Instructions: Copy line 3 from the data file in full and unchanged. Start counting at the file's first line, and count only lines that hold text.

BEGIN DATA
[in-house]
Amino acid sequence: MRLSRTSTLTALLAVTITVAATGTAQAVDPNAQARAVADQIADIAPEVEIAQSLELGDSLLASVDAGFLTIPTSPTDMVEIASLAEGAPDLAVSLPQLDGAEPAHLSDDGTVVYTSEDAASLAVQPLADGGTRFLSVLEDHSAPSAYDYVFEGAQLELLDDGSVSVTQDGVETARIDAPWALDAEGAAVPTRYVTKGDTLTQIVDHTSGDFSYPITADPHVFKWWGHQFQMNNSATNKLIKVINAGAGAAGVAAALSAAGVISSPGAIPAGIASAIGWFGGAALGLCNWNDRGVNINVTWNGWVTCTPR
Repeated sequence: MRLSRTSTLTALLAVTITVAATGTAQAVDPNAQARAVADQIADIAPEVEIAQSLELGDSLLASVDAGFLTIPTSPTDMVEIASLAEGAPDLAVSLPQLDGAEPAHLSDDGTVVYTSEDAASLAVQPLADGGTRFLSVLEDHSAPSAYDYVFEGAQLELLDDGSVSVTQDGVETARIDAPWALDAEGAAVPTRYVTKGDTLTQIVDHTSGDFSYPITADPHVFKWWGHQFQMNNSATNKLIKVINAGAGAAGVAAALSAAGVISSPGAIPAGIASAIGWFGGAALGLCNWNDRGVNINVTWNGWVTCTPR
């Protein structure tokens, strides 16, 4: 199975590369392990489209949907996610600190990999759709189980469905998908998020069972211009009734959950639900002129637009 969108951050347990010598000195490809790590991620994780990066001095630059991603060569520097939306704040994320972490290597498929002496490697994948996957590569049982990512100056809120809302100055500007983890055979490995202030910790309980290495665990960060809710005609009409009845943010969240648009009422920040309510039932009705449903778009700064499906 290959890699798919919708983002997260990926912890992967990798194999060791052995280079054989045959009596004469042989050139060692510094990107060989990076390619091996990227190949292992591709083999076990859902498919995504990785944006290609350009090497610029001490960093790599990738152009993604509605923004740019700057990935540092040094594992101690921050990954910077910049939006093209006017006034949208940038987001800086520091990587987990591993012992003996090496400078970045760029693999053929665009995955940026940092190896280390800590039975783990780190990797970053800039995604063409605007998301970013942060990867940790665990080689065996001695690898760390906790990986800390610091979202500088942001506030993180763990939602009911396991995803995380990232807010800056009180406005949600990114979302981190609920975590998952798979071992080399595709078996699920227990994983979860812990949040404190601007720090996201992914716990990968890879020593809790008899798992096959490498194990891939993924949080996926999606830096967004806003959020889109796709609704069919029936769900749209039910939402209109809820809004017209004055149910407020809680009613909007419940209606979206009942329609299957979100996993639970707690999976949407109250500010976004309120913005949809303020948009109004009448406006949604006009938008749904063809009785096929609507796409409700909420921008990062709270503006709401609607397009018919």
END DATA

Repeated sequence: MRLSRTSTLTALLAVTITVAATGTAQAVDPNAQARAVADQIADIAPEVEIAQSLELGDSLLASVDAGFLTIPTSPTDMVEIASLAEGAPDLAVSLPQLDGAEPAHLSDDGTVVYTSEDAASLAVQPLADGGTRFLSVLEDHSAPSAYDYVFEGAQLELLDDGSVSVTQDGVETARIDAPWALDAEGAAVPTRYVTKGDTLTQIVDHTSGDFSYPITADPHVFKWWGHQFQMNNSATNKLIKVINAGAGAAGVAAALSAAGVISSPGAIPAGIASAIGWFGGAALGLCNWNDRGVNINVTWNGWVTCTPR